Andy Lo is a web developer at the Center for Open Data Enterprise working in support of the UN Sustainable Development Goals National Reporting Initiative. He brings a wide range of experience centered around web development, and has had a history of working with non-profit organizations helping to develop and maintain their digital solutions. Prior to coming to the Center for Open Data Enterprise, Andy worked at the Sunlight Foundation where he served as the primary maintainer of the Open States project as a member of Sunlight Labs. He holds a bachelor’s degree in Computer Science from Texas A&M University-Commerce and is currently based in Dallas, TX.
Managing Director, Open Data Watch
Government Strategist, ESRI
Co-Founder & Chairman, Enigma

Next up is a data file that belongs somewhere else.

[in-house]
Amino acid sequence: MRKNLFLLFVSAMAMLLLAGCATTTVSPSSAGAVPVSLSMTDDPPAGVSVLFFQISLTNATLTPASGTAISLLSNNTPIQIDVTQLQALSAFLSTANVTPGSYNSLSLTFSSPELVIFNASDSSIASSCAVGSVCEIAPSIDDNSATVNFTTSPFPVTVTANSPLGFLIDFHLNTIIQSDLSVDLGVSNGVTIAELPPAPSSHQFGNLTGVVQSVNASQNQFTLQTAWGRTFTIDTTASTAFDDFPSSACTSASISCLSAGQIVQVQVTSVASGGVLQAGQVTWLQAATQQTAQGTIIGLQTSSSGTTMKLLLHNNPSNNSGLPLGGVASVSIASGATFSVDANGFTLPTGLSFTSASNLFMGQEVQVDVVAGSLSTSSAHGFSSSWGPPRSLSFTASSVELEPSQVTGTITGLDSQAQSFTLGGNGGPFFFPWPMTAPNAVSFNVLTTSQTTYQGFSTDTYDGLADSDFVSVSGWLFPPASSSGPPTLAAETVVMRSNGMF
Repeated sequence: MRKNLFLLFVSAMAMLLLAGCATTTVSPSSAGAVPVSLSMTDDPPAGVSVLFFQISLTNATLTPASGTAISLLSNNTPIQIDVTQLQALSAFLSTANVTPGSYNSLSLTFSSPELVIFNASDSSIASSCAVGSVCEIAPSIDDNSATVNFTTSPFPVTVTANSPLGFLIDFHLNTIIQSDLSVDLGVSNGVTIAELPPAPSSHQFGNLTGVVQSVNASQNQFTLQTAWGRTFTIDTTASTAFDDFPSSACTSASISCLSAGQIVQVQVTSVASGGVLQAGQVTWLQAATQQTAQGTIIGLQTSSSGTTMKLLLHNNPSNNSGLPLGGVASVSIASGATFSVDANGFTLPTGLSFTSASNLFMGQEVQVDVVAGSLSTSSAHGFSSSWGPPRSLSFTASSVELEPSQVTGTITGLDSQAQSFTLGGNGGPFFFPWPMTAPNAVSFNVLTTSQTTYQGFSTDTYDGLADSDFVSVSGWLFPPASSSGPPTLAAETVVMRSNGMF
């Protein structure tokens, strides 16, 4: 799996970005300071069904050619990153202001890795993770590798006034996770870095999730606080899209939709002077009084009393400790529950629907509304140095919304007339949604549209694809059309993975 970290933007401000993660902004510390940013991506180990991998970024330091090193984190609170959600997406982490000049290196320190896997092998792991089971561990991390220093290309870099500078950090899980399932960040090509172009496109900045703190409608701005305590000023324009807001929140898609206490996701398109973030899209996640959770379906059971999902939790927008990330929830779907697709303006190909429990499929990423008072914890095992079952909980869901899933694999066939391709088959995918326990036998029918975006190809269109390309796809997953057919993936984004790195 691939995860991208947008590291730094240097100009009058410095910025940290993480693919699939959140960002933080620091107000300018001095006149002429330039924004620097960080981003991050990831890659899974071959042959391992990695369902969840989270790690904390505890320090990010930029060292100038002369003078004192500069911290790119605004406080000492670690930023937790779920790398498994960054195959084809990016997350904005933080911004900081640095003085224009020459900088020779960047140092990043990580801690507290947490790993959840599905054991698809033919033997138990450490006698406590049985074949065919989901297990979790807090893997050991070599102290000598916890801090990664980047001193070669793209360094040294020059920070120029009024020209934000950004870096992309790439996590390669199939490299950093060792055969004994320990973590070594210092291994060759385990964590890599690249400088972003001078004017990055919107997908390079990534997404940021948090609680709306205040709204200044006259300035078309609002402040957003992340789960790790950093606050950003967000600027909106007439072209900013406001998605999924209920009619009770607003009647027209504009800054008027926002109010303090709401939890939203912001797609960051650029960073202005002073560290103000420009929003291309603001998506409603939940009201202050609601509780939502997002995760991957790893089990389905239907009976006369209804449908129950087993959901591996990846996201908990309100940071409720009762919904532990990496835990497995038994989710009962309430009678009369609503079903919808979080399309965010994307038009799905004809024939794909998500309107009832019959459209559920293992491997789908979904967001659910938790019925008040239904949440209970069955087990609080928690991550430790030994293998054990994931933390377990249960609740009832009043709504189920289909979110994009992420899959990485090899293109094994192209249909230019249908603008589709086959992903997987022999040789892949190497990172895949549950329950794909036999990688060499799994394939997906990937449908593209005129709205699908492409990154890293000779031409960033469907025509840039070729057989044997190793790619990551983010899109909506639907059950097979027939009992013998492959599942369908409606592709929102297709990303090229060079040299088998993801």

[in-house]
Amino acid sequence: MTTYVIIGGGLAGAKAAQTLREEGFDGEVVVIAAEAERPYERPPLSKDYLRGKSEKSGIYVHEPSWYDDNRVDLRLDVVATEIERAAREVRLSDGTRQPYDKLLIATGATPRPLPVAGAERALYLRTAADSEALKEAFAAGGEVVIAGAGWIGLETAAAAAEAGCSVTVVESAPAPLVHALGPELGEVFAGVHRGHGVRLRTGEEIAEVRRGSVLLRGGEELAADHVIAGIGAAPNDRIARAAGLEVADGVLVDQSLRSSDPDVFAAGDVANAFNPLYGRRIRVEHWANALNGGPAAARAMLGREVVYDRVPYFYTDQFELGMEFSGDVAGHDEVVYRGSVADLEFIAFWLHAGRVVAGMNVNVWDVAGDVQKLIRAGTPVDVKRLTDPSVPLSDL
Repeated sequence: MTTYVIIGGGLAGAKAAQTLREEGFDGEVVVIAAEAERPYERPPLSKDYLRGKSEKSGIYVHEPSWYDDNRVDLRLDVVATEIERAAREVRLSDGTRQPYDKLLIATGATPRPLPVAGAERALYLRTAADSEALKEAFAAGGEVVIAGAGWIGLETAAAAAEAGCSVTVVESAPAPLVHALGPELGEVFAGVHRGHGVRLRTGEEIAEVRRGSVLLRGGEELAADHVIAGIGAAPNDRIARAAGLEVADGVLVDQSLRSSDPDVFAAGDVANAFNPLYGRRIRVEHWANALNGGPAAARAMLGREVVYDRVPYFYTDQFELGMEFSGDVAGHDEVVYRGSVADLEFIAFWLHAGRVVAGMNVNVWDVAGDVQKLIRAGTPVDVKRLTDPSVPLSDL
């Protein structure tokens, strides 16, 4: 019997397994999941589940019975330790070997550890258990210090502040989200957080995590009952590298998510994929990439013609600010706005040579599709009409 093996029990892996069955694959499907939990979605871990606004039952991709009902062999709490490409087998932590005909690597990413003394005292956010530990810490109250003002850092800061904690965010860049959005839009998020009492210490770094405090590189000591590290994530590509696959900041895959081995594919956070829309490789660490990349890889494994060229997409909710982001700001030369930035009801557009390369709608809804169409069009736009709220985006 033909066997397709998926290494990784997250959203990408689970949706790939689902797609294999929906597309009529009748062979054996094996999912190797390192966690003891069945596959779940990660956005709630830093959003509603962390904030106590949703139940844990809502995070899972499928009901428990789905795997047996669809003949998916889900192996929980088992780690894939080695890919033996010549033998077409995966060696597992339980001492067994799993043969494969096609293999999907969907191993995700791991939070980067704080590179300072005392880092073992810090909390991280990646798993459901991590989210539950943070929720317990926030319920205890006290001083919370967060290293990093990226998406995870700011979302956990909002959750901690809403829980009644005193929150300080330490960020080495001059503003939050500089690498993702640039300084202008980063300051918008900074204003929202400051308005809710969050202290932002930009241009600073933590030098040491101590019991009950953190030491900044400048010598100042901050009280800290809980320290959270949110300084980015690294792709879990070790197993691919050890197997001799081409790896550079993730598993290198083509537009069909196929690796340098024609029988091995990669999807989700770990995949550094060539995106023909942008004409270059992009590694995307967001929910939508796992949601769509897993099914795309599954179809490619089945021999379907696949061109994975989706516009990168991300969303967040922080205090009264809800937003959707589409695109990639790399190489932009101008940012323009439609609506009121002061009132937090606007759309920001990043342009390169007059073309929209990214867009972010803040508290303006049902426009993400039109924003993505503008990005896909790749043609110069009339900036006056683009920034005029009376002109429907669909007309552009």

Shaida Badiee is Managing Director of Open Data Watch, an NGO focused on monitoring and promoting open data in national statistical offices. She has been an active member of the UN Secretary General’s advisory group on data revolution, co-chairs the Sustainable Development Solutions Network (SDSN) Data Network, and has played a key role in the startup of the Global Partnership for Sustainable Development Data. As senior advisor, Shaida works closely with theData2X team focused on knowledge creation and advocacy for closing gender data gaps. She brings 36 years of experience in managing global development statistics at the World Bank and as the long-time Director of the Development Data Group. During her tenure, flagship global statistical products were launched such as the World Development Indicators, Global Development Finance, and the Atlas of Global Development. In 2010, she led the World Bank’s Open Data Initiative, a ground-breaking program to provide full and free access to the WorldBank’s extensive statistical databases.